Progress report - addenda

Jim McKenney
Sun, 14 Jan 2007 15:01:14 PST
What a day. Although it was overcast much of the day and even sprinkled now
and then, it was unseasonably warm. It’s now about 5:35 P.M. and the
temperature is about 63º F. I spent the day working in the garden, mostly
cutting down the growth of the more robust herbaceous perennials and
trimming back various vines. 


A spot of color caught my eye this afternoon: Iris rosenbachiana has a
flower wide open. The plant in question is out in the open, not in the bulb


And the dragon is up: Dracunculus vulgaris not only has sprouts up but is
showing tightly furled, bright green new foliage. That’s got to be bad news
at this date. 


The first tommy of the year was wide open today. 


Leucojum vernum has emerged – tips of foliage are up, but I don’t see signs
of bloom yet. 


Snowdrops in general are blooming – almost every cultivar has blooms or buds
up except for the later blooming plicatus forms. . And so once again I play
the game of trying to match my plants against the images on Mark’s and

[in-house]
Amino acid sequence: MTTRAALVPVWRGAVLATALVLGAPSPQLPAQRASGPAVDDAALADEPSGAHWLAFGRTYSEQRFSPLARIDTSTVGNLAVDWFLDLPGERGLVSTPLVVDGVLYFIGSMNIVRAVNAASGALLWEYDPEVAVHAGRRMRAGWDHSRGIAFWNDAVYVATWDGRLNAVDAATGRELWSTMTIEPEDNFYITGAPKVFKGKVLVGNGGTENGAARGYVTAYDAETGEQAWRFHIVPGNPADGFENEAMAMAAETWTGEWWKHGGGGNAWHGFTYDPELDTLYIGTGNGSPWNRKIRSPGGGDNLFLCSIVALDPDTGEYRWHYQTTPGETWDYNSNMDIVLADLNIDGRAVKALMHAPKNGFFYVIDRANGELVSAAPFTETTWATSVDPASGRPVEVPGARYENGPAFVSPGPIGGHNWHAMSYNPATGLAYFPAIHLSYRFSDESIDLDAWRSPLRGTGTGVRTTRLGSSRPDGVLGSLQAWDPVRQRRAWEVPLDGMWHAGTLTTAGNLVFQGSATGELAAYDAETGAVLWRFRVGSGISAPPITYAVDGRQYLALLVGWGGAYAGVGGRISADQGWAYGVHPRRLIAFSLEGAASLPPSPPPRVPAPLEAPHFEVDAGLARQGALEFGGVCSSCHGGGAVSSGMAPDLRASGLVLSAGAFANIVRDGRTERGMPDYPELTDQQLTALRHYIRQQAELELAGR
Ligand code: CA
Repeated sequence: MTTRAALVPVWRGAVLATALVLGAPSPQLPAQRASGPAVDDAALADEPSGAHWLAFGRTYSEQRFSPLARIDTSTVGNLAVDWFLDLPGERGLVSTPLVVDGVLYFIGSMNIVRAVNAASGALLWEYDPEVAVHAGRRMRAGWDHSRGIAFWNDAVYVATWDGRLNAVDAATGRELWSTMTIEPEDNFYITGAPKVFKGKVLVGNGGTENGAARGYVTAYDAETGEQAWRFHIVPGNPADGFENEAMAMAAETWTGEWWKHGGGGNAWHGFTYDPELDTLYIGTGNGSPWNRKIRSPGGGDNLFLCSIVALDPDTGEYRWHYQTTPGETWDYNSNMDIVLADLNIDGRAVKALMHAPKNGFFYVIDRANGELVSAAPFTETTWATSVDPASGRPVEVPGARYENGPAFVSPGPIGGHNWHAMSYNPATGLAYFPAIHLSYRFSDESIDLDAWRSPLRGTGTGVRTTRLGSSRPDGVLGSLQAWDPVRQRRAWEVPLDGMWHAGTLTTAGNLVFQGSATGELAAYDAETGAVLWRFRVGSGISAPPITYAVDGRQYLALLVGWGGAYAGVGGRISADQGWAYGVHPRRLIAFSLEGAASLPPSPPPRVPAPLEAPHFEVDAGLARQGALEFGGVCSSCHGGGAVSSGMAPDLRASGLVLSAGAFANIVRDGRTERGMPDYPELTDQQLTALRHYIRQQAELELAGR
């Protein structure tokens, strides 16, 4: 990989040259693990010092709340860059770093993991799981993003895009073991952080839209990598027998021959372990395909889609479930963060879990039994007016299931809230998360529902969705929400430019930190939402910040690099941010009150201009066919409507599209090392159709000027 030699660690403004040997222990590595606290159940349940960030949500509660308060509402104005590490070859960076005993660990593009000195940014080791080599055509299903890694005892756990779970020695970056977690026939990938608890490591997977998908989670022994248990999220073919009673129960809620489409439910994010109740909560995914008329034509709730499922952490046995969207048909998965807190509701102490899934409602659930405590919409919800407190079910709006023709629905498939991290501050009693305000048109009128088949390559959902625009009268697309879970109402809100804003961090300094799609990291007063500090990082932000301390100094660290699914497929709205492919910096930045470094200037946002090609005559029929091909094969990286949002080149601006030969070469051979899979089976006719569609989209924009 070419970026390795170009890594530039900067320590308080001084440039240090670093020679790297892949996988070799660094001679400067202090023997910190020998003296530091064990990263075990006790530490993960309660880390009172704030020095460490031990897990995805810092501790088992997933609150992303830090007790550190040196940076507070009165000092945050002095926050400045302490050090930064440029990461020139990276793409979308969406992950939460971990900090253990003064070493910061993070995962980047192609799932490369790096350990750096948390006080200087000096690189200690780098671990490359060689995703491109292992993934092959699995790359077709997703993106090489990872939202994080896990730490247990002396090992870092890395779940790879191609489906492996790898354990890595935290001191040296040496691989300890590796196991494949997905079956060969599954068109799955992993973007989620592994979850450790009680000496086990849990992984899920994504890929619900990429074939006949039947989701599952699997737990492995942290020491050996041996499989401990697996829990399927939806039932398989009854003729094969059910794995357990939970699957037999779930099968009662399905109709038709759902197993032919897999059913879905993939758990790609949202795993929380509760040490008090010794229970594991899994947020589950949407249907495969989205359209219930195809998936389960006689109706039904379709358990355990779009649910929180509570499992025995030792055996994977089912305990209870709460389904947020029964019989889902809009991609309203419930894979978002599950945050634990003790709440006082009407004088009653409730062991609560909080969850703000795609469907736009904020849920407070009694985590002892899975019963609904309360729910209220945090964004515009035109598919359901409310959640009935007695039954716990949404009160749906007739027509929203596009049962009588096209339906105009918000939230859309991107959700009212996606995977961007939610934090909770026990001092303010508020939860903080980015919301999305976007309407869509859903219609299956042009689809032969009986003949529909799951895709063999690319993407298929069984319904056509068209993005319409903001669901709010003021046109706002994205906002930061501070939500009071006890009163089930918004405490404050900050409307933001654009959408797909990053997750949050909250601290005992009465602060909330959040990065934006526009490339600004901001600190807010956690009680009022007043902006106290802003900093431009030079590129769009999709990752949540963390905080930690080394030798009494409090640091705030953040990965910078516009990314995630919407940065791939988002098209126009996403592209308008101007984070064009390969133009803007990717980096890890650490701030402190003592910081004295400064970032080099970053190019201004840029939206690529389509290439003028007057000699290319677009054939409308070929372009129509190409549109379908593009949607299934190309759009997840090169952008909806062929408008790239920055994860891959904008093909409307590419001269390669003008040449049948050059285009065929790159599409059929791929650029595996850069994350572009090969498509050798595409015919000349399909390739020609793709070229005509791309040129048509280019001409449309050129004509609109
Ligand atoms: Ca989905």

Judy’s snowdrop sites. I have clumps received as named cultivars decades ago
which do not match anything on those sites. They must be “also-rans” and


Lysichiton are starting to grow: will they bloom this year? 


Last summer a friend gave me some bulbs of Tulipa clusiana – the old
presumably pentaploid running form. I saw her plants the other day: several
square yards with scattered rosettes of glaucous foliage with a fine red
rim. Does anyone else grow this? 


When I first started to grow Lachenalia, I was attracted to the
large-flowered, very colorful L. aloides sorts. But a new favorite is
emerging: L. mutabilis. It’s well named: the flower color seems to change
not only day to day but from one year to the next. Last year the plants had
flowers which went through a blue phase; this year, the flowers have not yet
shown any blue but they are in a green phase which in its way is just as
attractive. I counted over fifty flowers on the raceme.  I said the flowers
have not shown any blue: that depends on what you call blue. The top of the
inflorescence has flowers which I assume are sterile; these are bright
amethyst and are very similar to the sterile flowers seen in some Muscari. 



Jim McKenney

Montgomery County, Maryland, USA, USDA zone 7 where It may not be spring,
but it feels like it; and if you know where to look, it looks like it. 


My Virtual Maryland Garden


Webmaster Potomac Valley Chapter, NARGS 

Editor PVC Bulletin 


Webmaster Potomac Lily Society







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